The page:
In Donohue v. AMN Services, LLC, the Supreme Court today precludes employers from using a rounding timekeeping method to establish compliance with state law that requires the provision of 30-minute meal periods after specified numbers of hours worked.  Workers who don’t get full and on-time meal periods are owed extra pay.

Recognizing a determination by the Legislature and the Industrial Welfare Commission that “infringements on meal period requirements threaten employees’ health and safety whenever they occur,” the court’s unanimous opinion by Justice Goodwin Liu explains that “[t]he precision of the time requirements” in the governing statute and IWC wage order “is at odds with the imprecise calculations that rounding involves.”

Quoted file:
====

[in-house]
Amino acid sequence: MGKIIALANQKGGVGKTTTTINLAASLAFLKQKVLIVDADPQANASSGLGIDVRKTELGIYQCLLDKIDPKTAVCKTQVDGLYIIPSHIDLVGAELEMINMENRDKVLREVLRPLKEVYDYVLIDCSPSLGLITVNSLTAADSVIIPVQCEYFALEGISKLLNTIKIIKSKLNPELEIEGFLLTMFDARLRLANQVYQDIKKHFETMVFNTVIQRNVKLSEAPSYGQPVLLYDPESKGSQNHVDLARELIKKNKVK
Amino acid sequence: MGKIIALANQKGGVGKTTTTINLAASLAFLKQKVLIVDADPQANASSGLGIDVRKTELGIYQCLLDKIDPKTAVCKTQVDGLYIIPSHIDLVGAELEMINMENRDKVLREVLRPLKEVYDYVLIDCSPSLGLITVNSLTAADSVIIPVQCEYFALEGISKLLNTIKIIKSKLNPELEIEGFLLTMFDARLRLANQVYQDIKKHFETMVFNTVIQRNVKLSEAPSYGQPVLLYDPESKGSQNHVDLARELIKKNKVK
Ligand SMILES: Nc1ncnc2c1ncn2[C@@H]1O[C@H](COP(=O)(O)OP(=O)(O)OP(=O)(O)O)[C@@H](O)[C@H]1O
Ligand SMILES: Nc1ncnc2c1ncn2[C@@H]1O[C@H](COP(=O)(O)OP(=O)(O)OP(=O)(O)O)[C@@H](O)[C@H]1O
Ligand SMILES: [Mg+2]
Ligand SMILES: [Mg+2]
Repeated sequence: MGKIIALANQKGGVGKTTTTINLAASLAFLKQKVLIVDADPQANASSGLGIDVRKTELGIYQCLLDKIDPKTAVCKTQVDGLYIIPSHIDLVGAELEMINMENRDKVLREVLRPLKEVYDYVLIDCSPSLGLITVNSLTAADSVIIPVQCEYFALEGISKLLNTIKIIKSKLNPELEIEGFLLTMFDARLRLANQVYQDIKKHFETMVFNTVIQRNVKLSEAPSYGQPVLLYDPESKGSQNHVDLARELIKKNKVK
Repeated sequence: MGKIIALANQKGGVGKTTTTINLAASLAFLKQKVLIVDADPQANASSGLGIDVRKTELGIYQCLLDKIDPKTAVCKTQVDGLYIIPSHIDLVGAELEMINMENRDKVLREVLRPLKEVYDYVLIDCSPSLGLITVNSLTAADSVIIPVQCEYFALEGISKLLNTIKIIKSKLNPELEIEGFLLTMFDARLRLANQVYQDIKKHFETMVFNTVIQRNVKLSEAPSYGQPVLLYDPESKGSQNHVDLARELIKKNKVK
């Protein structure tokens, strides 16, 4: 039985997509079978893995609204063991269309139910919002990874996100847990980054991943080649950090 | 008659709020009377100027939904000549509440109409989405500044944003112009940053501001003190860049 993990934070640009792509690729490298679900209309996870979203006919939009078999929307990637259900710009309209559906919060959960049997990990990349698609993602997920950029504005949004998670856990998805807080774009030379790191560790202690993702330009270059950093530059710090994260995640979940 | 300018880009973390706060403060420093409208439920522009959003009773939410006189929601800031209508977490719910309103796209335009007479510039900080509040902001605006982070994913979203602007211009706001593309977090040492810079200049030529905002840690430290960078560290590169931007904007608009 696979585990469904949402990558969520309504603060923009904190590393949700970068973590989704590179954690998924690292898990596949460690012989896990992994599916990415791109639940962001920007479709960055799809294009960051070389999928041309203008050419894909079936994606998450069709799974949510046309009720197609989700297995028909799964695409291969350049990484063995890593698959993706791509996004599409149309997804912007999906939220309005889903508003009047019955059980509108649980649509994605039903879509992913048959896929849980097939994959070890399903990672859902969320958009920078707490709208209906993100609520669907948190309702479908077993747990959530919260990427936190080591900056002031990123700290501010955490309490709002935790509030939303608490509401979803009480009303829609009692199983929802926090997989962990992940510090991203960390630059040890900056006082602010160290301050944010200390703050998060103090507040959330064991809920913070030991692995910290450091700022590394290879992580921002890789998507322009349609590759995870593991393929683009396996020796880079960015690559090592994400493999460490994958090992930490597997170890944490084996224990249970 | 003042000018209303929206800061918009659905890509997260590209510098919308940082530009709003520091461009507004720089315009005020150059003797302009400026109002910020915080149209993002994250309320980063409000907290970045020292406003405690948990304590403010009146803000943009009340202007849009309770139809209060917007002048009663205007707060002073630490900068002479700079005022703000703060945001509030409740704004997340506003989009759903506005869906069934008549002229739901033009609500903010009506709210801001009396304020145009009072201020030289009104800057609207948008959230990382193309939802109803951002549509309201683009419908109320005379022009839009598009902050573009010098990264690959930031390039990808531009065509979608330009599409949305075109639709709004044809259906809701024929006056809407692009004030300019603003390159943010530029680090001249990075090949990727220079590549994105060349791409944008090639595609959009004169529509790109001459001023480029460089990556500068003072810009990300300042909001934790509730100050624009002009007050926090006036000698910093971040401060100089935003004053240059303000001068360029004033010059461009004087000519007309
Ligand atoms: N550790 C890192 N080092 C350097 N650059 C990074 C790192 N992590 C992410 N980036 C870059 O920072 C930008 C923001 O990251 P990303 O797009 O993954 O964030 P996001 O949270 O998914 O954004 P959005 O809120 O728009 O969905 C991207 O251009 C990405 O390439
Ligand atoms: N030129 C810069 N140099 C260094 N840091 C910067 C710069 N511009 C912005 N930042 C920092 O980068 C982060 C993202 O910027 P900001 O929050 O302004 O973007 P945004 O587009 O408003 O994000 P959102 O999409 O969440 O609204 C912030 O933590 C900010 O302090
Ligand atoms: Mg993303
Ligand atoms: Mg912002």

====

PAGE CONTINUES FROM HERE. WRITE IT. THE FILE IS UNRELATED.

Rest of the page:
The court also adopts Justice Kathryn Werdegar’s concurring opinion in Brinker Restaurant Corp. v. Superior Court (2012) 53 Cal.4th 1004 in holding that “time records showing noncompliant meal periods raise a rebuttable presumption of meal period violations, including at the summary judgment stage.”

The court reverses the Fourth District, Division One, Court of Appeal.  It also disapproves a 2016 opinion by the same appellate court and a 2018 decision by the First District, Division One.